What impact does light have on my child's sleep?

A newborn that seems to sleep through anything often starts to have a bit harder of a time sleeping as he gets older and becomes more aware of his environment (around 6 weeks to 4 months of age depending on the baby). Also, melatonin (which makes us sleepy and is released when it is dark) starts to be released around 3-4 months of age so darkness really starts to
play a role in sleeping at this time. The increase of melatonin in response to darkness occurs mainly at night rather than during the day with naps.

Light/Dark And Naps
Some people like to keep their child's room light during naps to help signal that it is day time and not night time. I found that on a routine my son didn't have any problem figuring out night from day. I think a baby not on a routine would be able to figure this out without a light room too but it may take a little bit longer than a baby on a routine. Another common reason some people like to keep the room light during the day is because it is a lot less hassle to do this than trying to darken the room. It also makes it easier to have your child sleep away from home since finding a dark sleeping area some where else can get tricky.

Gina Ford believes that a light room is actually the cause of most cat naps (see Short Naps) because a child is able to see everything around them when they come into light sleep and instead of going into deeper sleep, they get up and want to play. My son was and still is definitely like this. He sleeps much better in a darker room and has done so since he was very young. The problem with this is that I have gotten him so used to sleeping in a dark room that if he is sleeping somewhere outside his crib where he can see anything, he won't sleep at all. He just wants to get up and play and talk to all the fun things he can see. This makes me think that it might be a good idea to get your baby used to sleeping in a light environment on occasion but a dark environment most of the time. Just like most new things, teaching a child to sleep in a light room will take time and most likely result in a lot of bad naps for a while.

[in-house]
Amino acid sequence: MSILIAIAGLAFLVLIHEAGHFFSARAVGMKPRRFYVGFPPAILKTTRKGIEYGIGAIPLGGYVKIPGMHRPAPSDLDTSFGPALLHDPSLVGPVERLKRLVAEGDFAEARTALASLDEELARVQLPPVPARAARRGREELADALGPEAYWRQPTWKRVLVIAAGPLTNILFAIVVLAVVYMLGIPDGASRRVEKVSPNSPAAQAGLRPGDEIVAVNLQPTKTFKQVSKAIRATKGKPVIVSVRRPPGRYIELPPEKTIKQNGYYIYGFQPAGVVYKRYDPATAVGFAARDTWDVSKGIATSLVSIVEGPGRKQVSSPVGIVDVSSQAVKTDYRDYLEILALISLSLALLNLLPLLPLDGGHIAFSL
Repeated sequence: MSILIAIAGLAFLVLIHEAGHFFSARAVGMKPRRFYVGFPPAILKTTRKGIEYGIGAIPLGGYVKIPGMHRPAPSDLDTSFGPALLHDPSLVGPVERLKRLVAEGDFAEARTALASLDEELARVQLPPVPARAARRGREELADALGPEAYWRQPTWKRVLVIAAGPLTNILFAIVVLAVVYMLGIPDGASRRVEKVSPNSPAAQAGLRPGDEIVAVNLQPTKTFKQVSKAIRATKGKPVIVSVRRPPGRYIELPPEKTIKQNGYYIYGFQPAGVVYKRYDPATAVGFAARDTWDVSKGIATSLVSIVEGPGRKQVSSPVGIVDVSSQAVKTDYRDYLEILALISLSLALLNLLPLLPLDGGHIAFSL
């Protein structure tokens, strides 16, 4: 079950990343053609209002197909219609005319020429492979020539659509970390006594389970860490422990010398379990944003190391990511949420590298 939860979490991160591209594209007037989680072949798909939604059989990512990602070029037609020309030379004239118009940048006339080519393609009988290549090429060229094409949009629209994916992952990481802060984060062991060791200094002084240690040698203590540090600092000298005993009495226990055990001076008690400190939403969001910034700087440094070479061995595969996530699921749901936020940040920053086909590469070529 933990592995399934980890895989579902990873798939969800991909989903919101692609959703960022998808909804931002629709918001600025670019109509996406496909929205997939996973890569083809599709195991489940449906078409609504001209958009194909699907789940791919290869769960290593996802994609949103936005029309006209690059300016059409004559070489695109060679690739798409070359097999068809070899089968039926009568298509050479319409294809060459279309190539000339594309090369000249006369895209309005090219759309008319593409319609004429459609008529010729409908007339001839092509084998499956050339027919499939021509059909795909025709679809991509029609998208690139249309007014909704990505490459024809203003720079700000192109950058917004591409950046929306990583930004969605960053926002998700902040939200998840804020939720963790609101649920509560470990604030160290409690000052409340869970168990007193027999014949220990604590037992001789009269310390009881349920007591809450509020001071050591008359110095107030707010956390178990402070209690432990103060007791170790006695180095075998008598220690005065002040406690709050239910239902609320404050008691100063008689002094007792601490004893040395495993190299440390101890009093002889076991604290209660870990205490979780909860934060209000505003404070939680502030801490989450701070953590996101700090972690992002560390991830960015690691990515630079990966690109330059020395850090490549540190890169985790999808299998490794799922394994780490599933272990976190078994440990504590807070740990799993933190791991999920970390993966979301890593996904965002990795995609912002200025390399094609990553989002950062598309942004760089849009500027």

Light/Dark And Night Sleep
As for night sleep, a dark room can really help your child sleep better early in the morning. Light coming through the windows or even a small amount coming from under the door can be enough to wake up many children (see Early Morning Wakings ). Even one of my nephews who had slept in a light room his entire life "suddenly" started to sleep in an hour later each day when he was moved from a east facing to a west facing room. It really can make that big of a difference.

How To Darken A Room
To darken a room you can cover up the window with a blanket or sheet but that only helps so much and won't be very effective if you've got a child sensitive to morning light. To more effectively keep out light you can get blackout shades/blinds or curtains. For those on a tight budget, cardboard or tin foil can be used and blocks out light amazingly well.

Related Posts:
Where should my baby sleep?
Getting the Right Temperature
Should my baby sleep with white noise?
Sleep Attire
Varying The Sleep Location
What does sound have to do with sleep?

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